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Phase Intermodulation Distortion


I first observed phase intermodulation in an audio amplifier when I was studying electronics at the University of Wales, around 1977, and an example from that time is shown later on this page. My finding then was that in even a simple amplifier the phase intermodulation effect can be very small. It is known that phase intermodulation is produced in significant quantities by all moving diaphragm type speakers because of the Doppler effect, so avoiding the effect completely is difficult.

There is a slightly different but related effect which occurs even with a single sine-wave for which the closed-loop phase shift is a function not only of frequency but also of amplitude. My use of the term phase intermodulation (PIM) concerns the modulation of the phase of a low level high frequency component by a high level lower frequency component. I will here concentrate mostly on this conventional PIM, but the methods of avoiding these two effects are more or less the same.

Two mechanisms which can be responsible for significant levels of PIM are illustrated in the following equivalent of a commonly used power amplifier circuit:

The differential input stage has mutual conductance gm. Assuming the second stage to have sufficient open-loop stage gain over the frequency range of interest, the amplifier open loop gain is given by gm/jwC. The closed loop gain is defined by the feedback resistors R1 and R2, and is fairly flat at low frequencies where the loop gain is high. The closed-loop gain and corresponding phase angle are shown in the next diagram:

The -3dB closed-loop frequency fc is proportional to gm/C.
Both gm and C may vary with signal voltage. Input stage gm variation is analysed in the 'Input Stage Distortion' article. For a single transistor second stage C includes the collector-base capacitance which has a highly non-linear voltage dependance. Any variation in gm or C resulting from an input signal will change the -3dB closed loop frequency, and so both amplitude and phase diagrams are moved backwards and forwards along the frequency axis. At any given frequency, particularly at high frequencies close to fc, the gain and phase shift will then vary with signal amplitude. A large low frequency signal will, for example, modulate both the phase and amplitude of a smaller high frequency signal, and so there will be both amplitude and phase intermodulation distortion.

The solution to this problem is not difficult, just improve the input stage linearity with local feedback, and either use a cascode second stage or add an emitter follower in front of the second stage so that the non-linear capacitance feeds back into a low impedance and has little effect.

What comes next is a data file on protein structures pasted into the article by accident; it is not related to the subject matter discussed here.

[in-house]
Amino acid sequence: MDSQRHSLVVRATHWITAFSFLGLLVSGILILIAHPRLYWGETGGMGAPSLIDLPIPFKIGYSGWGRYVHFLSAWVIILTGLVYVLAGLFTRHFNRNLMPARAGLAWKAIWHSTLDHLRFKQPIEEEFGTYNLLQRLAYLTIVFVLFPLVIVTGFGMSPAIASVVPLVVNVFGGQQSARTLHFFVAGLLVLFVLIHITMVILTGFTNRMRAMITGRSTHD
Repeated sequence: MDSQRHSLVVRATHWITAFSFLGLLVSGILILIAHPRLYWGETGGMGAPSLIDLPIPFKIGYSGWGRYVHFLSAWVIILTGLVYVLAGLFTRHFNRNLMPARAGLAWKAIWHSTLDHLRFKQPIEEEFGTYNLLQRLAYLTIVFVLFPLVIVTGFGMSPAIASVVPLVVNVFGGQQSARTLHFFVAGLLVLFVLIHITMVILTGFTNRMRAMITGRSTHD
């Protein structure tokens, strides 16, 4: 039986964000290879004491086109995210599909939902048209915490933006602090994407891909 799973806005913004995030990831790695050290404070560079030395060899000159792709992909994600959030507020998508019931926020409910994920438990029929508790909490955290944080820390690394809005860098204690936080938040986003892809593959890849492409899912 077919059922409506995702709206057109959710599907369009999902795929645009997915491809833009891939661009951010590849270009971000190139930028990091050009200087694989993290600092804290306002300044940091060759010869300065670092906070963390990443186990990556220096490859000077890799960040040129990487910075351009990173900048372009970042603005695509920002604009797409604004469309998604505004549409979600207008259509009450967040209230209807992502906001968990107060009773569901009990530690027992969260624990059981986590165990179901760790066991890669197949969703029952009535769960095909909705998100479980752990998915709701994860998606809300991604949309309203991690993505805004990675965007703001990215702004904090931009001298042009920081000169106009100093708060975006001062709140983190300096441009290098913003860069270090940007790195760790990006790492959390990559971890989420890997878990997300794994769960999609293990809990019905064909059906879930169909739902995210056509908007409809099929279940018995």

One 'solution' sometimes suggested, which will help very little if at all, is to add a resistor in parallel with the compensation capacitor C, and some other equivalent methods intended to increase the open-loop -3dB frequency. The addition of any resistor in parallel with C will increase the input stage differential input at all frequencies, and therefore increases the nonlinearity in this stage, while also reducing distortion reduction from overall negative feedback. Even ignoring this increase in input stage nonlinearity, I did an approximate calculation which showed that adding a resistor to increase open-loop -3dB frequency to 20kHz when using only 20dB feedback gave a reduction in phase modulation only by a factor of 1.1. As in the case of TID it is not the open-loop bandwidth we need to worry about, it is the feedback loop gain which we need to maximise at audio frequencies. If stability considerations permit this the reduction of C will be of benefit, and what this is doing is increasing the gain-bandwidth product, which is also what we need to increase to reduce TID.

The maths is not too difficult, but to avoid the maths entirely we only need to observe that the frequency and phase responses above are the closed-loop responses, and the effect of variations in fc will be greater the closer we get to fc, and will reduce the further below fc we go. To keep the effect low at 20kHz we need fc to be far greater than 20kHz. This can be achieved, for example, with a mosfet output stage and heavy overall feedback, which can give 60dB or more feedback loop gain at 20kHz and virtually flat amplitude and phase at that frequency with very low sensitivity to small changes in gm or C. The open-loop gain can be allowed to increase almost indefinitely with reducing frequency. As with TID the low feedback, wide open-loop -3dB bandwidth approach appears to be unhelpful. Actually, even the closed-loop -3dB frequency is not entirely relevant, because if we add a capacitor across the overall feedback resistor the -3dB closed loop frequency can be reduced without increasing PIM.

Another approach is to take the high frequency compensation capacitor back to the input as in the following example:
The following circuit is the class-B amplifier I used in 1977 for my distortion tests. The bridge-nulling technique was used to extract the distortion. Harmonic distortion at 2kHz was only 0.0006% at 7V rms output, but one reason it was so low is that a 22ohm resistive load was used. The purpose was to test the distortion extraction circuit, not the amplifier, which was just made as an example. It uses Darlington output transistors, and a two transistor driver stage.

The 15pF high frequency compensation capacitor is connected to the input stage, an idea I adapted from an earlier design by John Linsley Hood (Hi Fi News Nov.1972-Feb.1973). I found an even earlier use of a similar method in '30 watt High Fidelity Amplifier' by Arthur R. Bailey, (Wireless World, May 1968), which takes a compensation capacitor to the input transistor emitter in a non-inverting design but has similar advantages. The article also mentions the problem of non-linear driver stage transistor capacitance, and the importance of selecting transistor type to minimise this. This high frequency compensation method helps to reduce slew rate and TID problems. The open loop gain is now primarily determined by a fixed passive resistor and capacitor, almost entirely avoiding the PIM mechanism described above. (In practice this may not be totally effective because it is sometimes necessary to add components such as the 3n3 plus 10R in the diagram above to stabilise the feedback loop.) Phase effects still exist in the amplifier tested, including those caused by the various non-linear transistor capacitances, as shown in the following test results.